A proposal to provide discounted MetroCards for low-income New Yorkers will not be included in the mayor's budget, officials say.

The Fair Fares initiative, won’t be in Mayor Bill de Blasio’s executive budget, to be released Wednesday, but a throng of elected officials, as well as criminal justice and transit advocates, took to the steps of City Hall Tuesday to make it clear that they wouldn’t be giving up on the fight.

“Fair Fares will go on. I will fight it until my very last breath,” said David Jones, the executive director of the Community Service Society of New York and de Blasio’s own appointee to the MTA board. “We’re taking this fight on for as many years — I’m on the board until 2020. So they’re going to be hearing from me for a long time.”

Giving city residents who are living at or below the poverty line discounted MetroCards would make mass transit, which is a necessity for many, more accessible and would combat what was described as overly aggressive policing of fare evasion, according to Jones. Last year, the NYPD arrested 24,591 people for the offense.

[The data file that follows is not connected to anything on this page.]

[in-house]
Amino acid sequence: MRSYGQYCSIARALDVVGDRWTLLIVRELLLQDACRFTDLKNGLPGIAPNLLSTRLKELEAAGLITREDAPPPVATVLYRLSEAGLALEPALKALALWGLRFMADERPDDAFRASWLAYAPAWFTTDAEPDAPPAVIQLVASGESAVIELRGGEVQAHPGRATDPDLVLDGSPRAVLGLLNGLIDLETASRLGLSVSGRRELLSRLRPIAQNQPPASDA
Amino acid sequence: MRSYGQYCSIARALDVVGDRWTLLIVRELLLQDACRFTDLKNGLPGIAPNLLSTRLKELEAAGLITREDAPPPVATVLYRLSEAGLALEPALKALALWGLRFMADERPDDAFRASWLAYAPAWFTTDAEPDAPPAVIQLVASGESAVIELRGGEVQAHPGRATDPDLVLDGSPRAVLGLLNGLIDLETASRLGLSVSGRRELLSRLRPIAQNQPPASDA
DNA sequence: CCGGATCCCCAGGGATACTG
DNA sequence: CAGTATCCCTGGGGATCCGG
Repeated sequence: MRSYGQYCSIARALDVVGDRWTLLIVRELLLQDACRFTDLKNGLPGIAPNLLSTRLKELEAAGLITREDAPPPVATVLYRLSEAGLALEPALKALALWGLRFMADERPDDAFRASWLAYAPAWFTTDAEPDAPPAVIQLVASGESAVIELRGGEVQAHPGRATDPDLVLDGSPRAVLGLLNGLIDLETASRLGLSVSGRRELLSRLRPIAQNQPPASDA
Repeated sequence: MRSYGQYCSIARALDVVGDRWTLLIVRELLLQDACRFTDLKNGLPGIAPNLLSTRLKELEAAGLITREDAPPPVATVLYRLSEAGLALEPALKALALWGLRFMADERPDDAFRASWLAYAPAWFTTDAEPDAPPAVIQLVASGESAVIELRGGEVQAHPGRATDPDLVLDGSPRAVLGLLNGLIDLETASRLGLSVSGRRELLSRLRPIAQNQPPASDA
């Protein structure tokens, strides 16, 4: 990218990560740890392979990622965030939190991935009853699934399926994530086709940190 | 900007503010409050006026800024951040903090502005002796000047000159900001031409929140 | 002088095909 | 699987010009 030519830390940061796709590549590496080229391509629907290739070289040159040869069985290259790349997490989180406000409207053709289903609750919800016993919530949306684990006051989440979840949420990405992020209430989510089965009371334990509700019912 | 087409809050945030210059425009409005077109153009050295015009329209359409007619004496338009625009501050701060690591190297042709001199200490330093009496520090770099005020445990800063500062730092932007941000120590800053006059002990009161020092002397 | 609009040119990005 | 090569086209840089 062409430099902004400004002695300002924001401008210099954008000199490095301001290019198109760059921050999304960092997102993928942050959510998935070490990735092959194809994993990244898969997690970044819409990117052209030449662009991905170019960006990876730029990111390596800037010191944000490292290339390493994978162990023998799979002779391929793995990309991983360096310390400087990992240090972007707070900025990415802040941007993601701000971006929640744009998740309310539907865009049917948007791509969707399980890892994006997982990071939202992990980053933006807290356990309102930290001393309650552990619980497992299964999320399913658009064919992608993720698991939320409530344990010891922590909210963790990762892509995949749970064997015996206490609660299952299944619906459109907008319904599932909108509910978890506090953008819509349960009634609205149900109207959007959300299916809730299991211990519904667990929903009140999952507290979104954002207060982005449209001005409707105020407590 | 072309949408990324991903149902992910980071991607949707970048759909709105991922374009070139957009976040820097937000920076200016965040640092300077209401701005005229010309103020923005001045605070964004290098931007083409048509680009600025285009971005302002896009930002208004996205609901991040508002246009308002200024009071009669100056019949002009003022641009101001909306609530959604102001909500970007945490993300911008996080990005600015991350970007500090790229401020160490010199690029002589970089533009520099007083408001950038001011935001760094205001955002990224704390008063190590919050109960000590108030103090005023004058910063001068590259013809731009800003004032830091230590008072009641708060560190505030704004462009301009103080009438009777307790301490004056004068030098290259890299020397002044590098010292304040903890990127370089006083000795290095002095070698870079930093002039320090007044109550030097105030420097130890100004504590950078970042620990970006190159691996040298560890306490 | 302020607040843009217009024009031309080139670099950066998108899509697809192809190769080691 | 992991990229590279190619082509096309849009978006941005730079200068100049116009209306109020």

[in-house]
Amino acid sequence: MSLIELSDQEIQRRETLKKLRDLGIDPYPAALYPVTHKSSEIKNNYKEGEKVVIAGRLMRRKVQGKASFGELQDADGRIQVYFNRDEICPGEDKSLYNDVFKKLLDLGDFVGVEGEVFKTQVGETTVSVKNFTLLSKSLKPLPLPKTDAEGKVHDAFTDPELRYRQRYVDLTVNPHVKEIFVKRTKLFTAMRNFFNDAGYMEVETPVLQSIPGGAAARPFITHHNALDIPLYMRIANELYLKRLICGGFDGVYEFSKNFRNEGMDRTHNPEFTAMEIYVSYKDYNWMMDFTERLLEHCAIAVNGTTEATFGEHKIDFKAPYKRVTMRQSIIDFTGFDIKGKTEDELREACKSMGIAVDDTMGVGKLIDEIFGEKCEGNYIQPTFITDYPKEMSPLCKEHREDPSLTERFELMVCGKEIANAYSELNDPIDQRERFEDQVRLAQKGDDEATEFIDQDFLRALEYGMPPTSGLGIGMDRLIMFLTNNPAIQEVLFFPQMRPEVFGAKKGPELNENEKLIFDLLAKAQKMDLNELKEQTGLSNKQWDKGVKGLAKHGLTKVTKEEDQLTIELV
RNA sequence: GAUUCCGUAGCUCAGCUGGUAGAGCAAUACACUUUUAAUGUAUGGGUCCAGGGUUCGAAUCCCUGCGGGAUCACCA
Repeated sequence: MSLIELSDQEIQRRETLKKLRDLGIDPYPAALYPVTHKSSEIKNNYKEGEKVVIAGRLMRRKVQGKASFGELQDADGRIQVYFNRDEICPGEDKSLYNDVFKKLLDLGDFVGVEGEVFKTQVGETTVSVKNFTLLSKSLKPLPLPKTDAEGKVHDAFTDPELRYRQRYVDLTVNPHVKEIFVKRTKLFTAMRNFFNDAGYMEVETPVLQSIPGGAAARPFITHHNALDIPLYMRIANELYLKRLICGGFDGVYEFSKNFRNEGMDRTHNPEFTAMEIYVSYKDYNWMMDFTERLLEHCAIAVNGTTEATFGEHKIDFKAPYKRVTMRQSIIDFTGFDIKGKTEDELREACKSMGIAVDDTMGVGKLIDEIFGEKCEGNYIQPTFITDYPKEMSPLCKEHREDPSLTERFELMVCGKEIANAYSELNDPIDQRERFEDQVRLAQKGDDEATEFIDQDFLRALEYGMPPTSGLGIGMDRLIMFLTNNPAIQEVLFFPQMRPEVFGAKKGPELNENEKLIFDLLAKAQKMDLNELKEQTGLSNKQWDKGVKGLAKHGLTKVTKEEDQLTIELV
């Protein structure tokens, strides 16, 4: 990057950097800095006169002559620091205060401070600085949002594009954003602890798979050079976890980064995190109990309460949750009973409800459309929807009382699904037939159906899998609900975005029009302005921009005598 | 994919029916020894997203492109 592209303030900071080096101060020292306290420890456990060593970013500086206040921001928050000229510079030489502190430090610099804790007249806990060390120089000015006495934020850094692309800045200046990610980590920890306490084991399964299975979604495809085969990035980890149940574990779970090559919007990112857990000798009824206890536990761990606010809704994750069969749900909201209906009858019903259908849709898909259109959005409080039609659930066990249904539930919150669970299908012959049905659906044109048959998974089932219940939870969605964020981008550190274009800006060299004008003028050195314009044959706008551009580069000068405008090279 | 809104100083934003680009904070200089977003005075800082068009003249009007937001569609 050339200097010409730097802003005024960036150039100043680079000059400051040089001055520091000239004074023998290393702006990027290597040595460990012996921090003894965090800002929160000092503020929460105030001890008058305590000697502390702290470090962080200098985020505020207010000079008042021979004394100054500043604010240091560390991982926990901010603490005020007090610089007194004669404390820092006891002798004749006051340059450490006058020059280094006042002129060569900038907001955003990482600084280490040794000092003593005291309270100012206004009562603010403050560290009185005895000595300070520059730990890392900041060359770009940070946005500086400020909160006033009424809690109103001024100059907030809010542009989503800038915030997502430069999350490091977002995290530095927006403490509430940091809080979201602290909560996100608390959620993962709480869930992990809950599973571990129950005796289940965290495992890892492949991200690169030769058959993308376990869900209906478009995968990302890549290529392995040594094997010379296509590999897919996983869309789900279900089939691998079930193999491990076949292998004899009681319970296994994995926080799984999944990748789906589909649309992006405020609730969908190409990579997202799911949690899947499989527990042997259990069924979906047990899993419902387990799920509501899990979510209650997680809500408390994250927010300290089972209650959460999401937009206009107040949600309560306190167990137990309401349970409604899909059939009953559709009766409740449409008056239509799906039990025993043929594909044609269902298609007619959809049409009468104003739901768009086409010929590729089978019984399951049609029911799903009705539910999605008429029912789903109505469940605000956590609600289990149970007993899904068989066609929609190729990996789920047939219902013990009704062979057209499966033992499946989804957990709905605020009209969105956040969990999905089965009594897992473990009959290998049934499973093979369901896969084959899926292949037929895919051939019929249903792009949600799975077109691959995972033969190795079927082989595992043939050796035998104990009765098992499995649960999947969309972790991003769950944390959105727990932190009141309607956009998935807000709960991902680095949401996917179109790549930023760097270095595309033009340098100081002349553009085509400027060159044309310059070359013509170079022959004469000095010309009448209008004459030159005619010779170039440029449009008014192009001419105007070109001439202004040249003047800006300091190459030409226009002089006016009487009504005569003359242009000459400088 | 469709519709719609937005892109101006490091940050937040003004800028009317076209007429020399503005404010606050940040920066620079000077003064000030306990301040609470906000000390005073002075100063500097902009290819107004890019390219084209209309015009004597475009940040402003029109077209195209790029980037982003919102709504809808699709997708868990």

“These are crimes of poverty. This is Victor Hugo stuff; these are people stealing bread,” said Jones, referencing the French poet’s novel “Les Misérables.” “And to pursue [turnstile jumpers] as the major focus of criminal justice is an outrage.”

About 800,000 city residents would be eligible for the discounted MetroCard and, based on anticipated participation levels, it would cost the city about $200 million per year. Advocates have tweaked the proposal, offering a gradual phase-in beginning with the most impoverished residents, but the mayor hasn’t budged, despite acknowledging that the idea has merit.

“The proposal is a noble one but the mayor has been very clear: The MTA is the responsibility of the state and they should consider funding the program,” said Freddi Goldstein, a mayoral spokeswoman.

Still, the initiative has garnered the support of some of the biggest city unions, a majority of City Council members, the public advocate and city comptroller. Proponents argue that the policy is a social equity issue that is not only within purview of the city, but one that falls neatly in line with de Blasio’s campaign agenda to address what he’s called the “tale of two cities.”

“In New York, geographic mobility is economic mobility,” said John Raskin, executive director of the Riders Alliance. “But if people can’t afford public transit, none of those opportunities are available to them. … I think the question is: Is it legitimate to ask Mayor de Blasio to help New Yorkers get to work? I think it is.”